Heimans and Timms know a bit about new power. Heimans was a co-founder of Australia’s political action movement GetUp! and now runs the New York based Purpose, an incubator for mass movements around the world. Timms is CEO of New York’s 92nd Street Y, a Hebrew association that creates programs and movements to foster learning and civic engagement.
New power, new journalism
Some of these qualities can help us understand transformations in journalism, particularly investigative reporting. Think of the Panama and Paradise papers. In these examples, hundreds of journalists from several countries formed a virtual reporting community. Using digital technologies to analyse leaked data, the reporters exposed how the world’s privileged used off-shore tax havens to cut their tax bills, or for more nefarious purposes.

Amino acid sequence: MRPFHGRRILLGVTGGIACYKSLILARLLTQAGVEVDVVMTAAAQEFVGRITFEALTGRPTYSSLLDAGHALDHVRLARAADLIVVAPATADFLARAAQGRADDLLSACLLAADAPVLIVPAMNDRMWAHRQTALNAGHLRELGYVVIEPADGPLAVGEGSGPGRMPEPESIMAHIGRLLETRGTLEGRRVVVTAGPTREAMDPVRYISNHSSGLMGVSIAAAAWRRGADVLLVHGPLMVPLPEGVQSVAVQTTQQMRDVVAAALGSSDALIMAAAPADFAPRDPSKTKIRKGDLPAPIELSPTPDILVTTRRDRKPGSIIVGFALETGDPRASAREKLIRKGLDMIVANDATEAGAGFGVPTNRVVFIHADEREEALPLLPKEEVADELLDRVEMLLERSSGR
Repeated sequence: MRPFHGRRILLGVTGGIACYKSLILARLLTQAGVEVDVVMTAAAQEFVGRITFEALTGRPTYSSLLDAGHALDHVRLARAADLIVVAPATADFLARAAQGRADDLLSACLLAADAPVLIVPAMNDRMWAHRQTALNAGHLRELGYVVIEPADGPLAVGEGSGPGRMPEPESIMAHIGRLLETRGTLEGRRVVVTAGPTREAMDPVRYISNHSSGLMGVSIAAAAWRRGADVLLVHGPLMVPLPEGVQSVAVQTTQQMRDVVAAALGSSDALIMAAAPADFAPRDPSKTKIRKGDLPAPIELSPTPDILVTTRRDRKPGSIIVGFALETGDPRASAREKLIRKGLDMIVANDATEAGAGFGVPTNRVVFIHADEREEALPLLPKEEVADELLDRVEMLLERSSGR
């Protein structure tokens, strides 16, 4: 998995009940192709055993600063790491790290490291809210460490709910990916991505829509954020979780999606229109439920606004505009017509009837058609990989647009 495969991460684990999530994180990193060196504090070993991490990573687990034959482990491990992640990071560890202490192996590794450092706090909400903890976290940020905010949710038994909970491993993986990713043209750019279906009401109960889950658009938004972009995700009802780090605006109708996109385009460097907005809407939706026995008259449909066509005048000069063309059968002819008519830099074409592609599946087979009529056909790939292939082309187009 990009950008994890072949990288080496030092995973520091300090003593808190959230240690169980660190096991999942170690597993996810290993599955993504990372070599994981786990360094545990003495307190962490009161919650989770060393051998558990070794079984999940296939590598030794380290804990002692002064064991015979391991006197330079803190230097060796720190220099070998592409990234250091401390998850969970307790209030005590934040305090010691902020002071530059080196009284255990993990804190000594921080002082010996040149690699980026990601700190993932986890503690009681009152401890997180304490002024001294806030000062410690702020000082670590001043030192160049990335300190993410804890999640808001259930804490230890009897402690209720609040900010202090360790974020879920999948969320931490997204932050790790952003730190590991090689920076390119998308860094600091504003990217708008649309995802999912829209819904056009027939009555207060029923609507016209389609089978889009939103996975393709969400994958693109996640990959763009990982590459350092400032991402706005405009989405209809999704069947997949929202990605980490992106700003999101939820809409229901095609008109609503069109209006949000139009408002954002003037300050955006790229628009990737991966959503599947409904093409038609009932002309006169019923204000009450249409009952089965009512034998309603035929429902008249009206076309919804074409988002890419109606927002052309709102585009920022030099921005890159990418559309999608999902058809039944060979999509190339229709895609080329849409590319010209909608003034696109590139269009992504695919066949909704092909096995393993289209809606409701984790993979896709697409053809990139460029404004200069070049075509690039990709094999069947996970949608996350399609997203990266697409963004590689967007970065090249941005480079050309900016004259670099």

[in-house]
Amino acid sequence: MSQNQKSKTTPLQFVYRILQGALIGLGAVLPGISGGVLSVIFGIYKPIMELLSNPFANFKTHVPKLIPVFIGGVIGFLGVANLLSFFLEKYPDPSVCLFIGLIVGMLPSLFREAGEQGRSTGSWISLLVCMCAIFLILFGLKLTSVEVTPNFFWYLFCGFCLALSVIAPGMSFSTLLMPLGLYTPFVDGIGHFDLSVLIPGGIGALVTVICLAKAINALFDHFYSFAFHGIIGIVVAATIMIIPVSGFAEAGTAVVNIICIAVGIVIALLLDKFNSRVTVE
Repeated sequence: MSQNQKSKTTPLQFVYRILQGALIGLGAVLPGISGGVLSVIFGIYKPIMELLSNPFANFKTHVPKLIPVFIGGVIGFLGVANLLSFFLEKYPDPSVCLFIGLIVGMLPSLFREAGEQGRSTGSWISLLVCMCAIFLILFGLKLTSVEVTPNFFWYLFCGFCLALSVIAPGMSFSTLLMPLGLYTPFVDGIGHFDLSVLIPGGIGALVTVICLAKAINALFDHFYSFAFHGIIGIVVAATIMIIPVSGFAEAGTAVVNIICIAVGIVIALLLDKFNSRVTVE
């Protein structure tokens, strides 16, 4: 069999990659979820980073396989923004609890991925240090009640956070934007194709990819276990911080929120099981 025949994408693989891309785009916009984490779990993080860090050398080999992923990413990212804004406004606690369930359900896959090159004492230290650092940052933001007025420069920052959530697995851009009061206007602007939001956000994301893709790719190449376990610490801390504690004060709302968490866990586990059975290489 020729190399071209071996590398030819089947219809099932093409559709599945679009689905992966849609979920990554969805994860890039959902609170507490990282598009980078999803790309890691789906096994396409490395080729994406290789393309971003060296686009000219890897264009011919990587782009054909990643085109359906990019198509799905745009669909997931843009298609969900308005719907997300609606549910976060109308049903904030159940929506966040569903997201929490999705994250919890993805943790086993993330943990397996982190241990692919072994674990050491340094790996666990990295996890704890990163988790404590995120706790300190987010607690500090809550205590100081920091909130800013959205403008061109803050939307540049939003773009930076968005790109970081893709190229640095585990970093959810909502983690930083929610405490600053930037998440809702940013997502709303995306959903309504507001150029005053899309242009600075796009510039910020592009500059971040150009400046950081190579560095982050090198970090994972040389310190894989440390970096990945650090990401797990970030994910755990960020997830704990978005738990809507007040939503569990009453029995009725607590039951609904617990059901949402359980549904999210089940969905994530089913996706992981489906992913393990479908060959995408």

This new model of journalism collaboration – rather than the old model of newsroom competition, where journalists fervently compete to be first with the story – was key to the success of telling this global story about economic unfairness. As with new power, digital tools were integral, allowing journalists across the globe to share and analyse very large amounts of data.
In their book, Heimans and Timms argue the flow of power in society has transformed from the old norm of a top-down approach to a new norm of power that moves sideways or bottom-up. Take, for example, the global viral spread of movements such as Occupy, a protest movement against social and economic inequality. Its success is typical of a new power paradigm characterised by increased personal agency, a flattened hierarchy and the participation of the crowd.